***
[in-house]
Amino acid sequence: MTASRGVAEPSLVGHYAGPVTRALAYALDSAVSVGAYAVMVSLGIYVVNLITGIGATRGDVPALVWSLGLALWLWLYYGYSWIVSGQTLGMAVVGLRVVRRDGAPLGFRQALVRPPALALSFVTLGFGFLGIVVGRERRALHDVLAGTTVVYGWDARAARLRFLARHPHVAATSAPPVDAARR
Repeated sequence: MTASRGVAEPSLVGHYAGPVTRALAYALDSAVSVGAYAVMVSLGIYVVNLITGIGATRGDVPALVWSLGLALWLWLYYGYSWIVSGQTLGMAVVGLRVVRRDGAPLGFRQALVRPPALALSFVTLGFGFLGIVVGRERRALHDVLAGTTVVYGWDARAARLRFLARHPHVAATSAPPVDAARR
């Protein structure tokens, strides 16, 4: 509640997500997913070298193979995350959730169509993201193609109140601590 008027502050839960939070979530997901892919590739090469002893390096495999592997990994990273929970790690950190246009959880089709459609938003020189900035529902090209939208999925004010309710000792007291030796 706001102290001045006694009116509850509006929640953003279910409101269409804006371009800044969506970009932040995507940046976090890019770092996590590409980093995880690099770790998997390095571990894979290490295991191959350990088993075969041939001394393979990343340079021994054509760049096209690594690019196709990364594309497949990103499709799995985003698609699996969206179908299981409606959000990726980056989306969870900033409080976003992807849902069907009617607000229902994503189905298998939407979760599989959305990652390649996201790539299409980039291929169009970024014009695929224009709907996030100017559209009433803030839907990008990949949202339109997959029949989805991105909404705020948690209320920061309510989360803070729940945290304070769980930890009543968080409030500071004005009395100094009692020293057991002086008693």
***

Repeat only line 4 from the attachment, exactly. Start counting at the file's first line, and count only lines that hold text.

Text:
């Protein structure tokens, strides 16, 4: 509640997500997913070298193979995350959730169509993201193609109140601590 008027502050839960939070979530997901892919590739090469002893390096495999592997990994990273929970790690950190246009959880089709459609938003020189900035529902090209939208999925004010309710000792007291030796 706001102290001045006694009116509850509006929640953003279910409101269409804006371009800044969506970009932040995507940046976090890019770092996590590409980093995880690099770790998997390095571990894979290490295991191959350990088993075969041939001394393979990343340079021994054509760049096209690594690019196709990364594309497949990103499709799995985003698609699996969206179908299981409606959000990726980056989306969870900033409080976003992807849902069907009617607000229902994503189905298998939407979760599989959305990652390649996201790539299409980039291929169009970024014009695929224009709907996030100017559209009433803030839907990008990949949202339109997959029949989805991105909404705020948690209320920061309510989360803070729940945290304070769980930890009543968080409030500071004005009395100094009692020293057991002086008693």